FIG. 65 illustrates a cross-sectional view of one embodiment of a wellhead coupled to overburden casing 541. Flange 590 c may be coupled to, or may be a part of, wellhead 590. Flange 590 c may be formed of carbon steel, stainless steel, or any other material. Flange 590 c may be sealed with o-ring 590 f, or any other sealing mechanism. Support member 564 may be coupled to flange 590 c. Support member 564 may support one or more insulated conductor heaters. In an embodiment, support member 564 is sealed in flange 590 c by welds 590 h.

Power conductor 590 a may be coupled to a lead-in cable and/or an insulated conductor heater. Power conductor 590 a may provide electrical energy to the insulated conductor heater. Power conductor 590 a may be sealed in sealing flange 590 d. Sealing flange 590 d may be sealed by compression seals or O-rings 590 e. Power conductor 590 a may be coupled to support member 564 with band 590 i. Band 590 i may include a rigid and corrosion resistant material such as stainless steel. Wellhead 590 may be sealed with weld 590 h such that fluids are inhibited from escaping the formation through wellhead 590. Lift bolt 590 j may lift wellhead 590 and support member 564.

Thermocouple 590 g may be provided through flange 590 c. Thermocouple 590 g may measure a temperature on or proximate support member 564 within the heated portion of the well. Compression fittings 590 k may serve to seal power cable 590 a. Compression fittings 5901 may serve to seal thermocouple 590 g. The compression fittings may inhibit fluids from escaping the formation. Wellhead 590 may also include a pressure control valve. The pressure control valve may control pressure within an opening in which support member 564 is disposed.

In a heat source embodiment, a control system may control electrical power supplied to an insulated conductor heater. Power supplied to the insulated conductor heater may be controlled with any appropriate type of controller. For alternating current, the controller may be, but is not limited to, a tapped transformer or a zero crossover electric heater firing SCR (silicon controlled rectifier) controller. Zero crossover electric heater firing control may be achieved by allowing full supply voltage to the insulated conductor heater to pass through the insulated conductor heater for a specific number of cycles, starting at the “crossover,” where an instantaneous voltage may be zero, continuing for a specific number of complete cycles, and discontinuing when the instantaneous voltage again crosses zero. A specific number of cycles may be blocked, allowing control of the heat output by the insulated conductor heater. For example, the control system may be arranged to block fifteen and/or twenty cycles out of each sixty cycles that are supplied by a standard 60 Hz alternating current power supply. Zero crossover firing control may be advantageously used with materials having low temperature coefficient materials. Zero crossover firing control may inhibit current spikes from occurring in an insulated conductor heater.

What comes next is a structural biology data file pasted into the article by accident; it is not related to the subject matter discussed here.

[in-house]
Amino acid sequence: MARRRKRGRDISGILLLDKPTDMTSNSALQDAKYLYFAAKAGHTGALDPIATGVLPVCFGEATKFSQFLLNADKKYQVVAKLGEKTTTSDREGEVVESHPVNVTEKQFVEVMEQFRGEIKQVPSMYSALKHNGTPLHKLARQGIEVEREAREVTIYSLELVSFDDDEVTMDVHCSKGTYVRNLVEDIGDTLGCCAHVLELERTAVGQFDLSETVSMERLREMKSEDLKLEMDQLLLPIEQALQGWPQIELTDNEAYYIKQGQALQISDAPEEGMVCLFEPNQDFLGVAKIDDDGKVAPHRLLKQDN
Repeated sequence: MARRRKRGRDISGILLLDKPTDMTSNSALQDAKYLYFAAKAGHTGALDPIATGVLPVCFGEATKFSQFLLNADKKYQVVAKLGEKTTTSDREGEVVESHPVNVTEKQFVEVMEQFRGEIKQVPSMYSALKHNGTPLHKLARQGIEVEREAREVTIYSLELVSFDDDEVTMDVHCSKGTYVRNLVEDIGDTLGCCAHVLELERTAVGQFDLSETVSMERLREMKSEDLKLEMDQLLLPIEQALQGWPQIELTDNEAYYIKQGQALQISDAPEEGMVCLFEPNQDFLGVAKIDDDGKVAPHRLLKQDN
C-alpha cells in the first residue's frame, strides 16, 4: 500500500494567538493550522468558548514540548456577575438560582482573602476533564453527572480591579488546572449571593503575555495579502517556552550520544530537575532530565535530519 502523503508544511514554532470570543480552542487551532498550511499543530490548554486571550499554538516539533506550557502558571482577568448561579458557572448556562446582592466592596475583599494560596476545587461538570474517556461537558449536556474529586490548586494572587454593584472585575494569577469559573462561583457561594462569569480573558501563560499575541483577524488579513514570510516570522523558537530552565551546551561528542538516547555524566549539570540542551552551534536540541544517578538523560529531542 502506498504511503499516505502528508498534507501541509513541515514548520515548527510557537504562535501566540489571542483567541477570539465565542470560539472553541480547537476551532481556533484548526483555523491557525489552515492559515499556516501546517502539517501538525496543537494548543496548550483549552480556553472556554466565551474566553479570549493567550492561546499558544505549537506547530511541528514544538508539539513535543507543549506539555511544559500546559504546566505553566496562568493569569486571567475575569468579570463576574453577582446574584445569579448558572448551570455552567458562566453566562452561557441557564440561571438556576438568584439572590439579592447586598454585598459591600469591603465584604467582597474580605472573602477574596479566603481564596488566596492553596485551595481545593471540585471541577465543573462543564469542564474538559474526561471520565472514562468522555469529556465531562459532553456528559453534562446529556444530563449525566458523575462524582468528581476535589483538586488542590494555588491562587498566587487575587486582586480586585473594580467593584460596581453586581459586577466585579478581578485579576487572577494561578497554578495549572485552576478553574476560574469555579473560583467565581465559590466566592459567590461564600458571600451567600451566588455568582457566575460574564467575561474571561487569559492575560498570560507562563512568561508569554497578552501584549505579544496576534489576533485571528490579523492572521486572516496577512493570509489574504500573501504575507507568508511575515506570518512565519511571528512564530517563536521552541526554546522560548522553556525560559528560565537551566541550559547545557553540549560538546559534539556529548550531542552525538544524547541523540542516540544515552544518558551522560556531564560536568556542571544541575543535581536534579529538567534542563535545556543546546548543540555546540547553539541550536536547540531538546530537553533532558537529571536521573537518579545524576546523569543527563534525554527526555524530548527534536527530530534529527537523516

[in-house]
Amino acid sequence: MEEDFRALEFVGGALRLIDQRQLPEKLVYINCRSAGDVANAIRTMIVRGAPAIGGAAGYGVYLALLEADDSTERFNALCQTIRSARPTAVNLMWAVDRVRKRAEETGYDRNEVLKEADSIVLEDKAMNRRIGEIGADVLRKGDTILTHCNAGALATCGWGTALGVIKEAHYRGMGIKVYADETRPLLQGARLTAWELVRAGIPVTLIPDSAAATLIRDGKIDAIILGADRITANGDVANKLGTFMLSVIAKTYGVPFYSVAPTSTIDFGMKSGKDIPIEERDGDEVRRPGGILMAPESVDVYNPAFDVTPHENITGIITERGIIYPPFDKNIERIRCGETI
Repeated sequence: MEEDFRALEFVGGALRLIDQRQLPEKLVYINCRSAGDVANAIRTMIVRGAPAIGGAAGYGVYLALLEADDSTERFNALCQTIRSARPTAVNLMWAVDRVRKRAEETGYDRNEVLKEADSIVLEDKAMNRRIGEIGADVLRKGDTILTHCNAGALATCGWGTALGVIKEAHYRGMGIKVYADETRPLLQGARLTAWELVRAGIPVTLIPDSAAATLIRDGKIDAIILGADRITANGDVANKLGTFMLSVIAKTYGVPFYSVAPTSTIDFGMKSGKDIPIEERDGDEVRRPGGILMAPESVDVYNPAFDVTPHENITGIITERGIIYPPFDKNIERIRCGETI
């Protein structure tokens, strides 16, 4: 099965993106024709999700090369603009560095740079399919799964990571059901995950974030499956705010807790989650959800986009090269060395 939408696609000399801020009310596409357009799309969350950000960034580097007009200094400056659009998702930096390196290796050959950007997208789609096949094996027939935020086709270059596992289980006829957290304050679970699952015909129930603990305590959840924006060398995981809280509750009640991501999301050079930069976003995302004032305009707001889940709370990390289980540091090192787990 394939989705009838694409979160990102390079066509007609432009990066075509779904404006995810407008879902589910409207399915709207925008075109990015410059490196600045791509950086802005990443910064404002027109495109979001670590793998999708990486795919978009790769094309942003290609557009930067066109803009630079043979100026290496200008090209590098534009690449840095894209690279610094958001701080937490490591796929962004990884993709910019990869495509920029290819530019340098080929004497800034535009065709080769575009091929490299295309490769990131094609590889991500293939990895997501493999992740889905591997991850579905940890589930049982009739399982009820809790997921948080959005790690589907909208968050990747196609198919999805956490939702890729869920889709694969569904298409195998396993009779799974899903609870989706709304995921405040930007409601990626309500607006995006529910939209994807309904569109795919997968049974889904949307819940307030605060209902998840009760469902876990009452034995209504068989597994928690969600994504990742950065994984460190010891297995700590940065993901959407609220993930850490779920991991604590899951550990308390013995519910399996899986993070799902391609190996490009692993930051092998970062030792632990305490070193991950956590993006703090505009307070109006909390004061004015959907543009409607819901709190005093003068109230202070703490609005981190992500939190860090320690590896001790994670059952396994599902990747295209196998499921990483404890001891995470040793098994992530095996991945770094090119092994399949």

FIG. 66 illustrates an embodiment of a conductor-in-conduit heater that may heat an oil shale formation. Conductor 580 may be disposed in conduit 582. Conductor 580 may be a rod or conduit of electrically conductive material. Low resistance sections 584 may be present at both ends of conductor 580 to generate less heating in these sections. Low resistance section 584 may be formed by having a greater cross-sectional area of conductor 580 in that section, or the sections may be made of material having less resistance. In certain embodiments, low resistance section 584 includes a low resistance conductor coupled to conductor 580. In some heat source embodiments, conductors 580 may be 316, 304, or 310 stainless steel rods with diameters of approximately 2.8 cm. In some heat source embodiments, conductors are 316, 304, or 310 stainless steel pipes with diameters of approximately 2.5 cm. Larger or smaller diameters of rods or pipes may be used to achieve desired heating of a formation. The diameter and/or wall thickness of conductor 580 may be varied along a length of the conductor to establish different heating rates at various portions of the conductor.